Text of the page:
Arctic Systems: timeline and background on the case

Arctic Systems couple

The owners of Arctic Systems, Geoff & Diana Jones

Few small business taxation matters have provoked as much controversy as the
Arctic Systems case. This legal battle has frustrated a vast number of
businesses across the UK. At the same time, the behaviour of HM Revenue &
Customs has proved an added concern for many advisers.

But the battle is now over, in favour of Geoff and Diana Jones of Arctic

Lords found by 5-0 that the share of the company purchased by Diana Jones was
indeed a ‘gift’, and as such the transaction did not fall under laws that made
the company’s income as wholly taxable through the husband,

Arctic won the previous round of the case, in the Court of Appeal, in
December 2005. The case, a Section 660A appeal, revolved around the tax
regulator’s objection to the way the Jones’s used their salaries and dividend
payments to reduce their joint tax bill.

In 2005 the decision was hailed by Professional Contractors Group (PCG)
chairman Simon Juden as ‘the best Christmas present for the UK’s small family

Geoff Jones added: ‘This is the end of three years of uncertainty for us – at
one point we thought we’d lose our home. It’s been extremely stressful and we’ve
been made to feel like criminals, just for running our own business. What’s
more, by organising our affairs in this way, we were simply following government
advice and that of our accountants.’

The PCG supported the couple in its fight through the courts. That decision
in the Court of Appeal had followed a long and expensive trip through the
tribunals and the High Court, and Arctic lost the cases on both occasions,
finally winning the final showdown in the House of Lords.

The case has been particularly expensive because HMRC refused to pay both
sides of the court costs, as it usually would with a small business test case.

Controversially, HMRC appeared to rake up old tax rules to deal with a new
problem. The Joneses had structured the payment of dividends and income to
ensure that the two made the full use of their available allowances.

HMRC argued that the Joneses’ move did not have an effect for tax purposes,
since this was a ‘settlement’ under rules from the 1980s and the income Diana
received was still, in essence, Geoff Jones’ income.

The Joneses initially risked bankruptcy as a result of the claim, until HMRC
admitted it did not have the papers to pursue the full retrospective demand of

The threat has constantly existed that the government could pass legislation
saying explicitly that it is illegal.

That could be difficult, Kevin Nicholson, UK head of enterprise and private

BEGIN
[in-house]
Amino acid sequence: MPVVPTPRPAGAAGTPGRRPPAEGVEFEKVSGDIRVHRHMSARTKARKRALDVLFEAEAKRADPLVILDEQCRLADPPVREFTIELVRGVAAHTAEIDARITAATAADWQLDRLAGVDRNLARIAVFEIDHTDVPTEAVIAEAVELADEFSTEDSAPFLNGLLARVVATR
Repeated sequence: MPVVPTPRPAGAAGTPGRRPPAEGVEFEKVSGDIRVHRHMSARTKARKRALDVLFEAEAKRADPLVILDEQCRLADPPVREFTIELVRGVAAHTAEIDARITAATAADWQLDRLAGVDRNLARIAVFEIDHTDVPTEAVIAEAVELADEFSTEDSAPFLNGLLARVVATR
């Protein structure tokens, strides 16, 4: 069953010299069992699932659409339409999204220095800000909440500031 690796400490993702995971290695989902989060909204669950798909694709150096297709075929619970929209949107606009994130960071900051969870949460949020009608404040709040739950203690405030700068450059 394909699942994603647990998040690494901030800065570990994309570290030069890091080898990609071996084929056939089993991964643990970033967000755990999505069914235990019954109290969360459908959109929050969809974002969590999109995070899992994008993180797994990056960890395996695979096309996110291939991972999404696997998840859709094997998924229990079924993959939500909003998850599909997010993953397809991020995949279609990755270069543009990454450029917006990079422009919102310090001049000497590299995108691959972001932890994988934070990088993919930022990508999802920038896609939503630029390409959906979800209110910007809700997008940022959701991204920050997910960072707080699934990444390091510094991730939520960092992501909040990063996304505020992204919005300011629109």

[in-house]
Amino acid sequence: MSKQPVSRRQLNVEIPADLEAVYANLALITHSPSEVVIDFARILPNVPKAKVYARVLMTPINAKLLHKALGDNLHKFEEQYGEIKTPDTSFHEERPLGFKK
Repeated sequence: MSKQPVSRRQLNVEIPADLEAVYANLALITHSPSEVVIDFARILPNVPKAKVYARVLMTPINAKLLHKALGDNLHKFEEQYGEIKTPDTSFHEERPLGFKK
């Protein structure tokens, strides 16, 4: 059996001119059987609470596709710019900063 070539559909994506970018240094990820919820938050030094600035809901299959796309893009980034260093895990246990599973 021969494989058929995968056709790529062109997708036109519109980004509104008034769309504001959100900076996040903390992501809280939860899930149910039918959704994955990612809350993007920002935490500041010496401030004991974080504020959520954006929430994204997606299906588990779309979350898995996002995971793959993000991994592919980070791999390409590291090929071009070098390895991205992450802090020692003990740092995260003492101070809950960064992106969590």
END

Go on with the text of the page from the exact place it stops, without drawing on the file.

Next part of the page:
companies and clients at Pricewater-houseCoopers said in 2006: ‘HMRC could bring
in new legislation, but I can’t see how they will do this. It would have to come
up with a new way of taxing husband and wife businesses, because fiddling with
existing law would be very complicated.’


Sep 2004 – Geoff and Diana Jones, owners
of Arctic Systems, appear before HMRC special commissioners, to contest a £6,000
bill (reduced from £42,000)

Mar 2005 – landmark tax case appealed
at the High Court. The section 660A appeal revolves around HMRC’s objection to
the way the couple used their salaries and dividend payments to reduce their
joint tax bill

Apr 05 – Mr Justice Park rules in
favour of HMRC

Jun 05 – the Joneses’ say they will take their action to the
Court of Appeal

Sep 05 – James Kessler QC, supporting
the Joneses’ case, says: ‘As a tax lawyer, I strongly believe that the HMRC
argument in the Arctic case is simply wrong in law as well as unfair.’

29-30 Nov 05 – the appeal is heard in the Vice Chancellor’s
court, by the chancellor of the High Court, Sir Andrew Morritt, with Lord
Justices Keene and Carnwath

15 Dec 05 – the Court of Appeal
rejects HMRC’s use of settlements legislation to attack a corporate structure
commonly favoured by small businesses

Dec 05 – tax advisers push for greater protection for small
businesses from the taxman in the wake of Arctic Systems’ victory

Jan 06 – HM Revenue & Customs to
petition to appeal to the Lords. Arctic Systems supporters
say: ‘We are going to go through to the
end with this one’.

Mar 06 – HMRC granted leave of appeal to House of Lords over

Jun 07 – House of Lords Appellate hears HMRC’s appeal

Jul 07 – Lords reject HMRC appeal 5-0. Arctic
supporters hail the decision as ‘common sense’.

Related reading